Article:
Opposition leader Tony Abbott has come under fire for telling an Irish joke during a recent speech.
Speaking to the Liberal Party faithful on June 25, Mr Abbott said that the Gillard Government “was a bit like the Irishman who lost 10 pounds betting on the Grand National and then lost 20 pounds on the action replay”.
The Embassy of Ireland in Canberra subsequently complained about the remark.
Following this, the Irish Echo understands that Mr Abbott’s office contacted the Embassy to express “regret”.
A spokesperson for Mr Abbott said the Opposition leader would not go into a discussion on the matter.
“The matter has been settled with the Embassy directly,” he told the Irish Echo.
But the remark is still up on Mr Abbott’s website.
Leading members of the Irish community in Australia have roundly criticised Mr Abbott’s words.
Prof Ronan McDonald, Chair in Modern Irish Studies at the University of New South Wales, said it was an an error of judgement.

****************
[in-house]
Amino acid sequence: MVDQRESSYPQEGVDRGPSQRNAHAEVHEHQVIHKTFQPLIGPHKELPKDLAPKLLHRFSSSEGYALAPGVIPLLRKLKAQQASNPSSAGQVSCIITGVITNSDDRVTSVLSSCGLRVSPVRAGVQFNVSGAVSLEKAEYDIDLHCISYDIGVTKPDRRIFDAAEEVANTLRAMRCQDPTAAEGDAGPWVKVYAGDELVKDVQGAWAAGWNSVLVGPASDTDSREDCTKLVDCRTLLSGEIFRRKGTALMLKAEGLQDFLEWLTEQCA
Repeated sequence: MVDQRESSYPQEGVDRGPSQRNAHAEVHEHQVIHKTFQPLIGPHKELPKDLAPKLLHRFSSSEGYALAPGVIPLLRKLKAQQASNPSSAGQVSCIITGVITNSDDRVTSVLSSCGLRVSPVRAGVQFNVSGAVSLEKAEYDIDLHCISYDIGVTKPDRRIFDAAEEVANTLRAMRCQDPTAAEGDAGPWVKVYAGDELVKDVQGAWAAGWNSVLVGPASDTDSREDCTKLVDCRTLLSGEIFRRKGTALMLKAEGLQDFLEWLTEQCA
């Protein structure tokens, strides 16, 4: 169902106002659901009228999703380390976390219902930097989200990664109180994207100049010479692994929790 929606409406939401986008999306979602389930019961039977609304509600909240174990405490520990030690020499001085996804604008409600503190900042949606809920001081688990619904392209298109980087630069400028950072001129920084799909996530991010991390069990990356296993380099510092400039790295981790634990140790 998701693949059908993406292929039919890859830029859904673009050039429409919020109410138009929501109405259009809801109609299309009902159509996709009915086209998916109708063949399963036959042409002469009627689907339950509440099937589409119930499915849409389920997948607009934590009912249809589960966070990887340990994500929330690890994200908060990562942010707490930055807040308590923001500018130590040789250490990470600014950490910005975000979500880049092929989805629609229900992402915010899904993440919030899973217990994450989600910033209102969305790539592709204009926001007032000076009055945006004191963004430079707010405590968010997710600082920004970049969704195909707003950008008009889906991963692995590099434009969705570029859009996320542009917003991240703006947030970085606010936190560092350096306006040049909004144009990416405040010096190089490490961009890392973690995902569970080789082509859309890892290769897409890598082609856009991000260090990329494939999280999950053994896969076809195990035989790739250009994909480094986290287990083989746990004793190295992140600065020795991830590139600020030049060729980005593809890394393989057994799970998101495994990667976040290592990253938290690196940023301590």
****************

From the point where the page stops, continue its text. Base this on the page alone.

“The ‘stupid Irish’ joke might get a laugh in a Bradford comedy club circa 1973, but seems astoundingly ill-judged coming from an aspiring world leader in 2011,” Prof McDonald said.
“Maybe Tony Abbott should employ some of the recent Irish arrivals to write some of his speeches in future. They could probably do with the work. And he could definitely do with the help,” he added.
Former Australian of the Year, Professor Patrick McGorry, was also critical of the joke. The Dublin-born mental health advocate said Mr Abbott’s remarks reflected poorly upon him.
“I grew up with Irish jokes. They always reflected poorly on the perpetrator. [It] weakens the core argument too,” he said.
In February, New York’s Mayor Michael Bloomberg apologised to the city’s Irish-American community after he told the American Irish Historical Society that when walking by its building he often sees “a bunch of people that are totally inebriated”.